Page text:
Traditionists: I have no intention of denying the value of other traditions. There are many valid traditions in the world, but just as you can only follow one path up a mountain, each person can only follow one tradition. Spiritual traditions are not so much descriptions of “the truth”—which as you point out is ultimately beyond conceptual formulation—but vehicles for transforming our minds so that we become capable of seeing the truth. Each tradition forms an organic whole, and taking bits and pieces from many traditions and cobbling them together is a bit like trying to cure ourselves of a serious disease by taking a remedy from a book on acupuncture, another from homeopathy, and yet another from a western doctor, and putting them all together without expert advice.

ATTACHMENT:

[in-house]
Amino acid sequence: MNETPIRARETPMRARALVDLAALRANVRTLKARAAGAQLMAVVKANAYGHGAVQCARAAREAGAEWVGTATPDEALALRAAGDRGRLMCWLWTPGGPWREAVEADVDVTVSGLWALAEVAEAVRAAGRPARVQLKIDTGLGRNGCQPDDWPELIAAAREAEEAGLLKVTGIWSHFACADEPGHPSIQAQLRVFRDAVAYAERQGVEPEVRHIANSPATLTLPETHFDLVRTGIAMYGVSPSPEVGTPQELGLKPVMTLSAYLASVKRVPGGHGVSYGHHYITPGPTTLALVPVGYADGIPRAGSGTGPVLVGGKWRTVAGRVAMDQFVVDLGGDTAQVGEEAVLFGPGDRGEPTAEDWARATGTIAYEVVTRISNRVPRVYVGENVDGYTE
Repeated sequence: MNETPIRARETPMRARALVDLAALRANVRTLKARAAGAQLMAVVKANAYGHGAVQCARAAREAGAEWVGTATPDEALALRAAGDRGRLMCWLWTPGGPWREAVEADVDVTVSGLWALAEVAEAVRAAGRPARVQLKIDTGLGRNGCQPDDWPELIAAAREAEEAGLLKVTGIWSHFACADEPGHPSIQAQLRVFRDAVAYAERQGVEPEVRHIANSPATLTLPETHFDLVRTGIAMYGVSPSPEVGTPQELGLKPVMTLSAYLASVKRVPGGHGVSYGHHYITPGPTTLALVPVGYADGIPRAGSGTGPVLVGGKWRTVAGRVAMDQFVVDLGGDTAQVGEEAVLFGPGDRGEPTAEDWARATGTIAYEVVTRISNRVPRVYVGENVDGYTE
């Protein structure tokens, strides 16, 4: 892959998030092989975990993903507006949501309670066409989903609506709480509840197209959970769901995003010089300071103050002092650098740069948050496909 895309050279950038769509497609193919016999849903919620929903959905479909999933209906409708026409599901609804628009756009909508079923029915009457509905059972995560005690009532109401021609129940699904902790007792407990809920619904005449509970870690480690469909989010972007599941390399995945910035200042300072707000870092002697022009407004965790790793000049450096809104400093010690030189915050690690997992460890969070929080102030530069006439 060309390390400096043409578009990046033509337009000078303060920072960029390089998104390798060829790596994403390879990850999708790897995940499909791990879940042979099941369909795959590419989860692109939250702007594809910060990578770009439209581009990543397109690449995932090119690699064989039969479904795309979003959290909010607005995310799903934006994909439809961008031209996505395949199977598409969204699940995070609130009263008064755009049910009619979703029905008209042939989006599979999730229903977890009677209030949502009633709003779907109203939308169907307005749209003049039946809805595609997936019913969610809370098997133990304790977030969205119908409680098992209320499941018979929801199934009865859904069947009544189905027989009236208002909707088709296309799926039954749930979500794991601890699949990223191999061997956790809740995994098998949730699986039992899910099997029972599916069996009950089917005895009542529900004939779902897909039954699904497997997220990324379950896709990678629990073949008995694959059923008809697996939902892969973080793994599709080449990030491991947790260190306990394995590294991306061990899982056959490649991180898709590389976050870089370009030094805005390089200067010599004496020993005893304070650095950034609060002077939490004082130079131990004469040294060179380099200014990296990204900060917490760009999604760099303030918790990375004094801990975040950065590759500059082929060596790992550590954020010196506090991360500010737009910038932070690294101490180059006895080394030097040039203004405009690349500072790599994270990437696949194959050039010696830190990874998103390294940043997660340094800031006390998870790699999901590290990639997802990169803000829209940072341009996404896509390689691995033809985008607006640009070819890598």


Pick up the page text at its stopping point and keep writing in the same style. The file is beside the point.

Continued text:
Because each tradition has a different theoretical structure and employs different methods, there will inevitably be at least apparent contradictions between them. Since you don’t want to rely on anyone’s guidance, what do we do about these contradictions?

Freethinkers: We have to use our intuition. We have to listen to our heart and decide what is right for us. The truth transcends all doctrines; we discover the truth by following the dictates of our heart, our own unique path.

Traditionists: Unfortunately, our intuition is not always reliable. For example, our intuition tells us that phenomena are inherently existent, or that some people are from their own side pleasant and others unpleasant.

Freethinkers: That’s not our intuition; it’s our conditioning. Most people are not in touch with their intuition. We need to learn to get in touch with our intuition, our true nature.

Traditionists: That’s what a tradition helps us to do! We have to accept that at the moment our ignorance is very great and our wisdom is very small. We need the help of those who have progressed further along the spiritual path than we have.